Active Transportation (Walking and Biking)
Providing safe, comfortable, and convenient pedestrian and bicycle facilities is a MnDOT priority. This bicycle and pedestrian guidance provides methods for improving safety for all road users and ensuring that MnDOT complies with the MnDOT Statewide Bicycle System Plan (2016), MnDOT District Bicycle Plans (2019), the MnDOT Statewide Pedestrian System Plan (2021), the Bicycle Facility Design Manual and Minnesota Walks: A Pathway for Safe, Convenient, and Desirable Walking and Rolling for All (2016), which summarize the federal guidance, state legislation, and departmental policy regarding pedestrians and bicycles in the highway right of way.
When to use this subject
Pedestrian and bicycle facilities on all projects
Consider pedestrian and bicycle facilities on all projects. From small town business districts to shoulders on rural roads, walking and bicycling are important parts of the state transportation system. These needs should be considered and addressed on projects of every scale.
The Minnesota Statewide Bicycle System Plan (2016) and Statewide Pedestrian System Plan (2021) established goals that align with the Minnesota State Highway Investment Plan (MnSHIP) and Statewide Multimodal Plan. You can review these documents for more information.
MnDOT has substantial authority and responsibility to provide facilities and encouraging walking and bicycling, pursuant to state legislation. Federal policy also supports and funds those directions. The overriding impact of the applicable legislation is to require consistent facilities for Active transportation in Minnesota roadway projects that utilize state or federal funds. The legislation also protects current walkable and bikeable roads, shoulders, and trails by requiring the replacement of such facilities that a road project otherwise removes.
State Environmental Policy (Minnesota Statutes, section 116D), which governs the activities of all state agencies, makes such things as the provision of safe, comfortable, and convenient pedestrian and bicycle facilities an extremely high priority in areas where their use is likely. Minnesota Statutes, section 160.25 requires a bikeway program that includes policy, planning, guidelines, coordination, and reviews.
The difference between pedestrians/bicycles and the Americans with Disabilities Act (ADA)
While complimentary, there are critical differences between meeting the requirements for ADA accessibility and meaningfully improving access for people walking and bicycling in Minnesota. Meeting ADA compliance is about constructing infrastructure that meets specific standards for usability by people with disabilities. Improving conditions for walking and bicycling also benefits people with disabilities, but goes beyond achieving specific design standards. Improved facilities for people walking and bicycling include improving access to critical destinations are a benefit to all users of the transportation system. Minnesota Walks includes information about priority destinations that were identified through extensive community engagement in 2016.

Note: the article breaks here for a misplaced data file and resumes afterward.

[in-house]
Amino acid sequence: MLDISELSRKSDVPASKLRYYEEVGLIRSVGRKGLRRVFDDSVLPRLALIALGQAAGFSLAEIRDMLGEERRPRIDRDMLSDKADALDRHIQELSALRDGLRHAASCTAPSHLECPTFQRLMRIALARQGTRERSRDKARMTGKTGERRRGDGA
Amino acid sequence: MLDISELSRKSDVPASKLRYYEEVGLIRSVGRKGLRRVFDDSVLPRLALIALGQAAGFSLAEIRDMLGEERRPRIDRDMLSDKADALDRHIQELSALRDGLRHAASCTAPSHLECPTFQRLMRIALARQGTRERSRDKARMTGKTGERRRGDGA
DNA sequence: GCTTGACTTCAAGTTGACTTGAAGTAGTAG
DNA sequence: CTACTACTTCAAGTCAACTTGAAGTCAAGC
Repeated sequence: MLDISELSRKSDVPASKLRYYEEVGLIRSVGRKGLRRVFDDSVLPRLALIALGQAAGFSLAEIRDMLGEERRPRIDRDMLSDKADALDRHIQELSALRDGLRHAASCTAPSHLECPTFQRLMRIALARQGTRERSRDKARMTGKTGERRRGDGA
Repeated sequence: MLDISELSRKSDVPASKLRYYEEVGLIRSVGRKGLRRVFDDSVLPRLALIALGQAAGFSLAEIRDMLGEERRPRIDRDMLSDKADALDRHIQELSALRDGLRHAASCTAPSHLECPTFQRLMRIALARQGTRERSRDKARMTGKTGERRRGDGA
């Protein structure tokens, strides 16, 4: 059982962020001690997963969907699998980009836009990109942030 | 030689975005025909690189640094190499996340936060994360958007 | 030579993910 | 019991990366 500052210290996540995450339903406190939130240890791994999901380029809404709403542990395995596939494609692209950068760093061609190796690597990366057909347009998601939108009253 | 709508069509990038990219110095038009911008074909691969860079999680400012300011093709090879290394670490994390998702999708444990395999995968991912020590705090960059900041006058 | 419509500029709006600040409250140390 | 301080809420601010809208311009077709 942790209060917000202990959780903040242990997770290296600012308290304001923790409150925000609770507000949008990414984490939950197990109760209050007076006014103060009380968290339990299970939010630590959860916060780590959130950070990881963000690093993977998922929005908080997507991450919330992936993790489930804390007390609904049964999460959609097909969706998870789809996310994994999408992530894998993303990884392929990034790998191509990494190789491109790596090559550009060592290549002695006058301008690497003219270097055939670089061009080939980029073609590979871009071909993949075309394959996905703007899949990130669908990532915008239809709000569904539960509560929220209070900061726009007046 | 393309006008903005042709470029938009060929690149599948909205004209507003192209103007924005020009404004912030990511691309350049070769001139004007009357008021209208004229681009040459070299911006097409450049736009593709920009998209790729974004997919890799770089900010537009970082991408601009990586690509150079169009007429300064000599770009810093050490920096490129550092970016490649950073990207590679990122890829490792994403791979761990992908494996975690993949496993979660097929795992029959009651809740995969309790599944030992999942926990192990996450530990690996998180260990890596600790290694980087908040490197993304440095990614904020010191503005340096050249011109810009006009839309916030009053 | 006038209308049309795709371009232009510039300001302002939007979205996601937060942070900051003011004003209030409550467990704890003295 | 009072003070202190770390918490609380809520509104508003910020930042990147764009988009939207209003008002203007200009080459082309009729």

How this subject fits into the overall project development process
Pre-scoping engagement activities should include a discussion of pedestrian and bicycle activity and needs with local stakeholders.
From the beginning, involve local partners in conversations about how people walk and bicycle through the community. MnDOT should rely on its statewide and district-level bicycle and pedestrian plans as a guide, but should not assume that these plans provide a full picture of bicycle and pedestrian needs. Involve district planning staff in a robust pre-scoping engagement program that is of great value to setting expectations for projects and fully understanding needs as they unfold.
By planning for pedestrian and bicycle facilities in the pre-scoping and scoping phase, and fully integrating them throughout the highway project development process, we can achieve safe and effective facilities in the completed project. Address any bicycle or pedestrian impacts in the environmental document.
The Office of Traffic Engineering conducts active transportation scoping for upcoming projects. The scoping recommendations are developed by conducting field walk and produces a report highlighting bicycle and pedestrian facility improvement recommendations. The active transportation recommendations are primarily targeted for projects while they are in the CHIP, but can be developed on other timelines by request. To coordinate active transportation scoping, contact the Office of Traffic Engineering.
Office of Transit and Active Transportation's (OTAT) Planning Unit reviews and responds to all Early Notification Memos (ENMs) as part of the environmental review process. Submitting an ENM well in advance of a Level 1 early layout can help project managers identify pedestrian and bicycle infrastructure requirements and speed up the project development process.
For all projects with Level 1 layouts, OTAT's Active Transportation Unit reviews the layout in conjunction with the Geometric Design Support Unit (GDSU) and typically submits our comments as an attachment to theirs. You can also request this office to review Level 2 or Level 3 layouts, as needed.